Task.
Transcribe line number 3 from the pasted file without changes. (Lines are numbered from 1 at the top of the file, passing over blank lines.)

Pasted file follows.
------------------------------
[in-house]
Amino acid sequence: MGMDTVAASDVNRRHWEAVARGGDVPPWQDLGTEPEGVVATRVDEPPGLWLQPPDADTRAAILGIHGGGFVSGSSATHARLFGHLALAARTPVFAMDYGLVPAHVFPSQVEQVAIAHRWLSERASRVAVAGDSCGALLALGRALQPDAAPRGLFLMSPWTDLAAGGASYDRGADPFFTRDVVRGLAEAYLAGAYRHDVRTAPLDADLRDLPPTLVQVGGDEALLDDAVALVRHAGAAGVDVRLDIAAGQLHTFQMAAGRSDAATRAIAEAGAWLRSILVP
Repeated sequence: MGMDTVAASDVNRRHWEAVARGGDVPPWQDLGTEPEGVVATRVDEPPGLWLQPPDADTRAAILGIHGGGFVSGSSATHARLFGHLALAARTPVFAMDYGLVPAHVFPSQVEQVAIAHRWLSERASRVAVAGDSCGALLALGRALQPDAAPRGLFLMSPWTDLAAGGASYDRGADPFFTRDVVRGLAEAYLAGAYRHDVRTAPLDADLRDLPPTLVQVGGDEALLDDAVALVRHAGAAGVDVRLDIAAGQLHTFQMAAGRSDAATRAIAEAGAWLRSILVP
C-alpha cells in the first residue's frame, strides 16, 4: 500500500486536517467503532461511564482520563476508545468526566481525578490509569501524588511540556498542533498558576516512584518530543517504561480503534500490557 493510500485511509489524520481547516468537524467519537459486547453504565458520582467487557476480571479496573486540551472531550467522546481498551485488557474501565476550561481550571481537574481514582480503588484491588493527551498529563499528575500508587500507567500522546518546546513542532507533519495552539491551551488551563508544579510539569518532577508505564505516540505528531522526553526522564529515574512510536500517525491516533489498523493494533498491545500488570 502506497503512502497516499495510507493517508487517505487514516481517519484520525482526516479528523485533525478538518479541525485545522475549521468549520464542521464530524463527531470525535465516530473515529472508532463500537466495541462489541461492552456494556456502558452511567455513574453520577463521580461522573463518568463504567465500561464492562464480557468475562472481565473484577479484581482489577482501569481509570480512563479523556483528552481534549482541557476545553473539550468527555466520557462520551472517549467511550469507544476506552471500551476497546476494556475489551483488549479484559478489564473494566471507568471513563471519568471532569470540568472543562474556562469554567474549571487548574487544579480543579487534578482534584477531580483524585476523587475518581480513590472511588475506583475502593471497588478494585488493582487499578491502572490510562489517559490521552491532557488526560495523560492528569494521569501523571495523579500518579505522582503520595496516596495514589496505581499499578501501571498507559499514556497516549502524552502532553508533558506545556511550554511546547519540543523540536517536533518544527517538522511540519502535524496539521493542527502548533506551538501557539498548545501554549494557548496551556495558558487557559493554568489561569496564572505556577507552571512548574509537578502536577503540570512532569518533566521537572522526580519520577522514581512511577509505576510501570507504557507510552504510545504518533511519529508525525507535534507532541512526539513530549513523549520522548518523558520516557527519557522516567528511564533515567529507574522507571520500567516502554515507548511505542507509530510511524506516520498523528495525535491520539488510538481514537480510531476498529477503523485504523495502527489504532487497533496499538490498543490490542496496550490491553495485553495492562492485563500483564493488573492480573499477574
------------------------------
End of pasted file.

Repeated sequence: MGMDTVAASDVNRRHWEAVARGGDVPPWQDLGTEPEGVVATRVDEPPGLWLQPPDADTRAAILGIHGGGFVSGSSATHARLFGHLALAARTPVFAMDYGLVPAHVFPSQVEQVAIAHRWLSERASRVAVAGDSCGALLALGRALQPDAAPRGLFLMSPWTDLAAGGASYDRGADPFFTRDVVRGLAEAYLAGAYRHDVRTAPLDADLRDLPPTLVQVGGDEALLDDAVALVRHAGAAGVDVRLDIAAGQLHTFQMAAGRSDAATRAIAEAGAWLRSILVP